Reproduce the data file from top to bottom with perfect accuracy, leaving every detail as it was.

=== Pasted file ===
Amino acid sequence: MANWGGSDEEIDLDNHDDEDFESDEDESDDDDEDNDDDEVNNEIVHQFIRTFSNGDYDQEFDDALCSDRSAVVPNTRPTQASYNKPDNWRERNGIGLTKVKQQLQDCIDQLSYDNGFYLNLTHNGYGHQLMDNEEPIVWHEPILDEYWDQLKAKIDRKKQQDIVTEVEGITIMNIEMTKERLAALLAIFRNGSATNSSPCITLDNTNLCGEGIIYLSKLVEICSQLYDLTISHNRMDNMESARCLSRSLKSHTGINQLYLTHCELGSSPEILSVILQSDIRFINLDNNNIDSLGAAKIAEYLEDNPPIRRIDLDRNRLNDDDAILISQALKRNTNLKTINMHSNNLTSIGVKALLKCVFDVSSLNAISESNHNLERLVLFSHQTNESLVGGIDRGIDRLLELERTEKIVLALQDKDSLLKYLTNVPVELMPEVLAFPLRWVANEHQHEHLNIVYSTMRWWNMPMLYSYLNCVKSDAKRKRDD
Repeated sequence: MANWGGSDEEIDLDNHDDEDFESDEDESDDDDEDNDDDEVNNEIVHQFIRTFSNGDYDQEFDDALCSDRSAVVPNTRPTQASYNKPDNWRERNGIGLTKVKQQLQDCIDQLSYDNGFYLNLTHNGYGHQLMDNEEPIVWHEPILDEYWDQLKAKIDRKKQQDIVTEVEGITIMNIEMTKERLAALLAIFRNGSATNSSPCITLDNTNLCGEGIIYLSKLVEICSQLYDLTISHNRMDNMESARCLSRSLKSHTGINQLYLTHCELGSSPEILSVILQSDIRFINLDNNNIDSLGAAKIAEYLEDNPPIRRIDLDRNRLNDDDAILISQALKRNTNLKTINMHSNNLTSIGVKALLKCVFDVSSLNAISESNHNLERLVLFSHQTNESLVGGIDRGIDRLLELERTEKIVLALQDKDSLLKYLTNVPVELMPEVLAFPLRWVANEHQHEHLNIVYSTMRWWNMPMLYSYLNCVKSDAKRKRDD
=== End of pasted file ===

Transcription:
Amino acid sequence: MANWGGSDEEIDLDNHDDEDFESDEDESDDDDEDNDDDEVNNEIVHQFIRTFSNGDYDQEFDDALCSDRSAVVPNTRPTQASYNKPDNWRERNGIGLTKVKQQLQDCIDQLSYDNGFYLNLTHNGYGHQLMDNEEPIVWHEPILDEYWDQLKAKIDRKKQQDIVTEVEGITIMNIEMTKERLAALLAIFRNGSATNSSPCITLDNTNLCGEGIIYLSKLVEICSQLYDLTISHNRMDNMESARCLSRSLKSHTGINQLYLTHCELGSSPEILSVILQSDIRFINLDNNNIDSLGAAKIAEYLEDNPPIRRIDLDRNRLNDDDAILISQALKRNTNLKTINMHSNNLTSIGVKALLKCVFDVSSLNAISESNHNLERLVLFSHQTNESLVGGIDRGIDRLLELERTEKIVLALQDKDSLLKYLTNVPVELMPEVLAFPLRWVANEHQHEHLNIVYSTMRWWNMPMLYSYLNCVKSDAKRKRDD
Repeated sequence: MANWGGSDEEIDLDNHDDEDFESDEDESDDDDEDNDDDEVNNEIVHQFIRTFSNGDYDQEFDDALCSDRSAVVPNTRPTQASYNKPDNWRERNGIGLTKVKQQLQDCIDQLSYDNGFYLNLTHNGYGHQLMDNEEPIVWHEPILDEYWDQLKAKIDRKKQQDIVTEVEGITIMNIEMTKERLAALLAIFRNGSATNSSPCITLDNTNLCGEGIIYLSKLVEICSQLYDLTISHNRMDNMESARCLSRSLKSHTGINQLYLTHCELGSSPEILSVILQSDIRFINLDNNNIDSLGAAKIAEYLEDNPPIRRIDLDRNRLNDDDAILISQALKRNTNLKTINMHSNNLTSIGVKALLKCVFDVSSLNAISESNHNLERLVLFSHQTNESLVGGIDRGIDRLLELERTEKIVLALQDKDSLLKYLTNVPVELMPEVLAFPLRWVANEHQHEHLNIVYSTMRWWNMPMLYSYLNCVKSDAKRKRDD